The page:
To detect the presence of security programs in the Windows operating system, malware writers use the de facto standard of runtime dynamic linking of system DLLs. This technique allows malware writers to design a generic routine that calls the LoadLibrary() API to dynamically load the target library into the address space of the calling process. The GetProcAddress() API is used afterwards to resolve the address of the loaded library in the system. The detection routine is very simple. Since the malware writers have information about the specific set of DLLs used in sandbox programs, anti-virus software and many others, if the required DLL is loaded through the LoadLibrary() API, it means the system is equipped with the protection software and the malware stops its execution and does not interact with the system. If the required DLL is not found in the system, then the malware starts the infection process. Figure 8 shows the idea behind this detection technique.
In the first part of this article, we have presented some of the tactics used by malware writers to design code that is resistant to the detection routines used by malware analysts. We will continue the discussion in part two of the article, in which we will look at advanced anti-debugging, polymorphism, tactical encryption routines, subverting client-side protection software, bypassing anti-virus solutions, etc.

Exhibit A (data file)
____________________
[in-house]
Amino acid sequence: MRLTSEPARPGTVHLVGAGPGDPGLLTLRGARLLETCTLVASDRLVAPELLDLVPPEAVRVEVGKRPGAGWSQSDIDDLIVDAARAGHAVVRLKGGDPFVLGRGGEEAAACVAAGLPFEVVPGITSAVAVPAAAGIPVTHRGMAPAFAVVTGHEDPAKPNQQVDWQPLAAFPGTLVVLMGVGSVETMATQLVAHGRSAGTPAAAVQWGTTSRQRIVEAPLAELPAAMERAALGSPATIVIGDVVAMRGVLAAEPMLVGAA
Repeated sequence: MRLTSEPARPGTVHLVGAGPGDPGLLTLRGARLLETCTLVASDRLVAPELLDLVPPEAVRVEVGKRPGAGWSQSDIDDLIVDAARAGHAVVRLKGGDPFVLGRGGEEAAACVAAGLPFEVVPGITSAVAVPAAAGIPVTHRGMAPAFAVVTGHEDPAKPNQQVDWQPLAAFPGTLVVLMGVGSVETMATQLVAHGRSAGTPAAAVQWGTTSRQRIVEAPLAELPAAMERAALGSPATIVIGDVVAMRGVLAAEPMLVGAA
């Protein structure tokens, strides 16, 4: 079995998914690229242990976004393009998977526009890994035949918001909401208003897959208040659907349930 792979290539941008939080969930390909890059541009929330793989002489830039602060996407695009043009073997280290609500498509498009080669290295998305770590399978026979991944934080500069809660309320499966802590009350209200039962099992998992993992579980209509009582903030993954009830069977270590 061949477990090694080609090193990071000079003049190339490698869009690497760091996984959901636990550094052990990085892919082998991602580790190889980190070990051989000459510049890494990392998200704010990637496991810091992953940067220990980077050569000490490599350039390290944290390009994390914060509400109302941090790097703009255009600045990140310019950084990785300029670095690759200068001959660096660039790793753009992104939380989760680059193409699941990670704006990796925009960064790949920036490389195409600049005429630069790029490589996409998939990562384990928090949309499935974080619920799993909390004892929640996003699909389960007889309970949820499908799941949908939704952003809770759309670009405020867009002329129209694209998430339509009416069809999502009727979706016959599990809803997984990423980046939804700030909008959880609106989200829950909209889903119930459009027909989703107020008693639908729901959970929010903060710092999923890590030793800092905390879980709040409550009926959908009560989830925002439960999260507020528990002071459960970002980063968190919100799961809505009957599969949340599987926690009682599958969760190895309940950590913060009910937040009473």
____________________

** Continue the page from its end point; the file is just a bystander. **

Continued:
ScoopyNG – The VMware detection tool. http://www.trapkit.de/research/vmm/scoopyng/index.html.
 VMDetect. http://www.codeproject.com/Articles/9823/Detect-if-your-program-is-running-inside-a-Virtual.
 Thwarting Virtual Machine Detection. http://handlers.sans.org/tliston/ThwartingVMDetection_Liston_Skoudis.pdf.
 VMCI SDK. http://pubs.vmware.com/vmci-sdk/.
 Asynchronous Procedure Calls. http://msdn.microsoft.com/en-us/library/windows/desktop/ms681951%28v=vs.85%29.aspx.
 Almeida, A. Inside NT’s Asynchronous Procedure Call. http://www.ddj.com/windows/184416590.
 Windows Vista APC Internals. http://www.opening-windows.com/techart_windows_vista_apc_internals.htm.
 ZeroAccess Malware Part 3: The Device Driver Process Injection Rootkit. http://resources.infosecinstitute.com/zeroaccess-malware-part-3-the-device-driver-process-injection-rootkit/.